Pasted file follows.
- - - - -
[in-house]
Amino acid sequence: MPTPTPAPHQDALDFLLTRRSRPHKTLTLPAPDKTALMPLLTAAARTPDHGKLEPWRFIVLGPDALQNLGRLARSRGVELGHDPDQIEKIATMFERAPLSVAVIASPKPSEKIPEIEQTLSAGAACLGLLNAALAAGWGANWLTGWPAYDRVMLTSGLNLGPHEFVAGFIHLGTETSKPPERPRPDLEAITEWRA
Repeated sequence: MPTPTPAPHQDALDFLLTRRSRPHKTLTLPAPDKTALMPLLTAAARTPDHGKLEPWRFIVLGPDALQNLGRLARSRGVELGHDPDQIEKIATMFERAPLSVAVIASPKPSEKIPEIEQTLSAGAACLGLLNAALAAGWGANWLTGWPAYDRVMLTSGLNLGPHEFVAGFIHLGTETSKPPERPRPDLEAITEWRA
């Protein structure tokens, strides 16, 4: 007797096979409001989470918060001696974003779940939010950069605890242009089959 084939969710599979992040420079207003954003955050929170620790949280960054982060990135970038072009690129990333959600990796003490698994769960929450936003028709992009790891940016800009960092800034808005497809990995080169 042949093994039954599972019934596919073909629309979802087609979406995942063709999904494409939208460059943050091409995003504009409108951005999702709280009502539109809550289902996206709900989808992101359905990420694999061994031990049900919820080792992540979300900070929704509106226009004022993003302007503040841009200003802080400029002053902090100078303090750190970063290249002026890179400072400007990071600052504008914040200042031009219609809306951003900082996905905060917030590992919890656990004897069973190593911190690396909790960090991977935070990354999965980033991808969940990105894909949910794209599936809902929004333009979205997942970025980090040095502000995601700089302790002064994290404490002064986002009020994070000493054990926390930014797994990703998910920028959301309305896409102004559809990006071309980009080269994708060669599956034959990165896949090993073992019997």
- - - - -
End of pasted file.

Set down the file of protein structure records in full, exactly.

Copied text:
[in-house]
Amino acid sequence: MPTPTPAPHQDALDFLLTRRSRPHKTLTLPAPDKTALMPLLTAAARTPDHGKLEPWRFIVLGPDALQNLGRLARSRGVELGHDPDQIEKIATMFERAPLSVAVIASPKPSEKIPEIEQTLSAGAACLGLLNAALAAGWGANWLTGWPAYDRVMLTSGLNLGPHEFVAGFIHLGTETSKPPERPRPDLEAITEWRA
Repeated sequence: MPTPTPAPHQDALDFLLTRRSRPHKTLTLPAPDKTALMPLLTAAARTPDHGKLEPWRFIVLGPDALQNLGRLARSRGVELGHDPDQIEKIATMFERAPLSVAVIASPKPSEKIPEIEQTLSAGAACLGLLNAALAAGWGANWLTGWPAYDRVMLTSGLNLGPHEFVAGFIHLGTETSKPPERPRPDLEAITEWRA
């Protein structure tokens, strides 16, 4: 007797096979409001989470918060001696974003779940939010950069605890242009089959 084939969710599979992040420079207003954003955050929170620790949280960054982060990135970038072009690129990333959600990796003490698994769960929450936003028709992009790891940016800009960092800034808005497809990995080169 042949093994039954599972019934596919073909629309979802087609979406995942063709999904494409939208460059943050091409995003504009409108951005999702709280009502539109809550289902996206709900989808992101359905990420694999061994031990049900919820080792992540979300900070929704509106226009004022993003302007503040841009200003802080400029002053902090100078303090750190970063290249002026890179400072400007990071600052504008914040200042031009219609809306951003900082996905905060917030590992919890656990004897069973190593911190690396909790960090991977935070990354999965980033991808969940990105894909949910794209599936809902929004333009979205997942970025980090040095502000995601700089302790002064994290404490002064986002009020994070000493054990926390930014797994990703998910920028959301309305896409102004559809990006071309980009080269994708060669599956034959990165896949090993073992019997």